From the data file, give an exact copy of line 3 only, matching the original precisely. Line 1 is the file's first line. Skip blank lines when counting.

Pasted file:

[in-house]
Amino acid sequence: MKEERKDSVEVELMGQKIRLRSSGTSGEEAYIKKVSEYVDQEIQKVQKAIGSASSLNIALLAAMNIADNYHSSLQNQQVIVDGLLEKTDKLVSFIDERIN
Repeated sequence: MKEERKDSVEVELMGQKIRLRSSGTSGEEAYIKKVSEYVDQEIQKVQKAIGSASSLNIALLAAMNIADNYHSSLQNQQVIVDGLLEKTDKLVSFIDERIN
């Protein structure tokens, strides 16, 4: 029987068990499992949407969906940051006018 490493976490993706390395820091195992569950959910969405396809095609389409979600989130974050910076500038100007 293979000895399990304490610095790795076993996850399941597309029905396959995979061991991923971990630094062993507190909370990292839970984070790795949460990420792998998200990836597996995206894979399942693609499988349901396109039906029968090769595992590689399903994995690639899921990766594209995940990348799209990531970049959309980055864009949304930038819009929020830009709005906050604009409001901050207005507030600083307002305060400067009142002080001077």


Repeated sequence: MKEERKDSVEVELMGQKIRLRSSGTSGEEAYIKKVSEYVDQEIQKVQKAIGSASSLNIALLAAMNIADNYHSSLQNQQVIVDGLLEKTDKLVSFIDERIN